Text: Magdalena Boffito
Exhibition: Galeria przy Van Gogha, Warsaw 2008

A coincidence or a case

Who? What? (nominative) – LITHOGRAPHY.

In Polish lithography is declined according to the feminine declination pattern. Lithography (in Polish one refers to it as "she") is extraordinary. Lithos (gr.) means a stone. And in Polish, stone (kamień) is of masculine gender. The stone is cold. So much for Polish grammar. I am supposed to write something about lithography and I wonder how to struggle out of it. I am on the underground and this is not the best place for doing exercises in style. Should I write this introduction (who cares about catalogue introductions anyway?) in a laudatory, solemn tone? Or a jocular, and, by this virtue, revelatory?

One should start an official introduction to lithography with some technical terms and history facts. Traditionally, one should quote the inventor's name (Alois Senefelder) and name some dates. How important, though, is lithography's invention date; should we burden our heads with this piece of information? Even dictionaries vary as to the exact date – it was either 1796 or 1798; but 1798 was a most eventful year: Eug?ne Delacroix, Auguste Comte, Adam Mickiewicz were born, Stanisław August Poniatowski (the last Polish king), Giovanni Giacomo Casanova, writer and a traveler, famous for altogether different feats, died. The facts have been chosen at random. Disregarding world history we can add that in 1799 the provident businessman Alois Senefelder was granted a patent for the new printing technique and thus went down in history.

Let us go back to our presentation – all dictionary definitions of lithography start like this: Lithography is a technique of planographic printing in which the drawing is made on stone. A lot of words, all of them – to the point. The problem is that definitions do not speak to the imagination. Oleophilic and hydrophilic parties – it sounds more than impressive. Nobody, however, writes about other aspects of the technique. The stone is heavy, it gravitates towards the ground. Words, words. The lithographic matrix is usually limestone with a perfectly polished surface... limestone is stone formed in the Jurassic period. The stone is heavy. Polishing is hard work. Lithography is declined according to the feminine pattern but the craft itself is not destined for the female gender. Grammar and lithography are governed by different rules. In Polish the subject, the verb and the object do not have assigned spots, they can appear in any order. In lithography the order in which you do certain things is determined by chemical processes. The struggle between water and oil takes place in a particular time slot. There are no shortcuts. Lithography means constant waiting. The stone tends to be capricious – it is resistant to any attempts at appropriation, it rarely has only one owner.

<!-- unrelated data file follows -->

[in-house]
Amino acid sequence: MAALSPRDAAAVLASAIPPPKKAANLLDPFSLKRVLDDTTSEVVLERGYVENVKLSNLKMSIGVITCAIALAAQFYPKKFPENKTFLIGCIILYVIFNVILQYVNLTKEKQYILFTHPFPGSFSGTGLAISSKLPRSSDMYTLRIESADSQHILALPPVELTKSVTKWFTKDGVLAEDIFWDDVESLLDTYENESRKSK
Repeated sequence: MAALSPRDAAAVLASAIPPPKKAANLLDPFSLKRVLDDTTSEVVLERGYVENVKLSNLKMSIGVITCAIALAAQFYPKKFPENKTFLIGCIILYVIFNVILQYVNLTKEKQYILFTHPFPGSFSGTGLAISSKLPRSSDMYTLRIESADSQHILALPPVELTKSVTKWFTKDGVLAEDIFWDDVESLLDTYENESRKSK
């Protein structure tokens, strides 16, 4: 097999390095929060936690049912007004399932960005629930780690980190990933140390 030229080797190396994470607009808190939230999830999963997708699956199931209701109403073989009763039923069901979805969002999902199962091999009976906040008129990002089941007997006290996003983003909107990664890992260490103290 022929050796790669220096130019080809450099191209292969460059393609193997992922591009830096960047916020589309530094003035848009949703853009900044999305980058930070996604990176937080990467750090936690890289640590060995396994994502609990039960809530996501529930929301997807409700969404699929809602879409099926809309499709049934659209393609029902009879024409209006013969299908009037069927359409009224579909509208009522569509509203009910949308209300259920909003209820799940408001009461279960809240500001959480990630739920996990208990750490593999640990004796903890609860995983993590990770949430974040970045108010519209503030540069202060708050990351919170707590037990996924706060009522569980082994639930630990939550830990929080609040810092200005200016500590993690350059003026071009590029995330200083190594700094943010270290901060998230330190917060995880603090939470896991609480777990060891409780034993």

There is something fascinating in the lithographic succession, in how the stone changes hands. One stone matrix can be used for several dozen years. New polishing, new layers, the stone uncovers its inside and inevitably heads towards nothingness. The best lithographic stones are those that have a uniform texture, ones that are flawless. A stone stores the information about its owners – cracks, chips, colorings – one day, a flaw appears on a print and is copied on all the works. Reproducibility lies at the heart of printmaking; the flaw perpetuates itself.

What am I looking at? (in Polish – the dative case)

I have never believed in destiny. A series of chance events, coincidences, a chain of connections. It does not matter. Lithography is intuitive, one should not make plans in advance, but follow the stone. I am looking at the extraordinary images forming on the stone when the gum Arabic gives way under the influence of water and the black lithographic paint draws constantly new patterns. What can I see? It is a mystery. There is no one, right answer. Looking at the stone feels like taking the Rorschach test. Bizarre projections of thoughts and dreams or, if you prefer, the unconscious content of the psyche. Controlled chance, a slight provocation. The stone is patient.

Where? And when? (locative). At the atelier.

A lithography atelier is a very peculiar place. It has its own characteristic smell and ambience. The presence of the stones, silent links between the past and the present, commands respect. The atelier I remember from the Academy exists somehow outside of time. Rows of stones stuck on wooden shelves attract the eye, provoking associations with an ancient library. The stones have their own histories but are rarely willing to disclose it. All a lithography fanatic can do is polish them meticulously. The spine bent in the shape of a bow, silicon carbide, water, the magical shapes of eight – a fluid movement ensuring the evenness of the surface. Repetitiveness. Continuity. Why not? Let us do it our own way.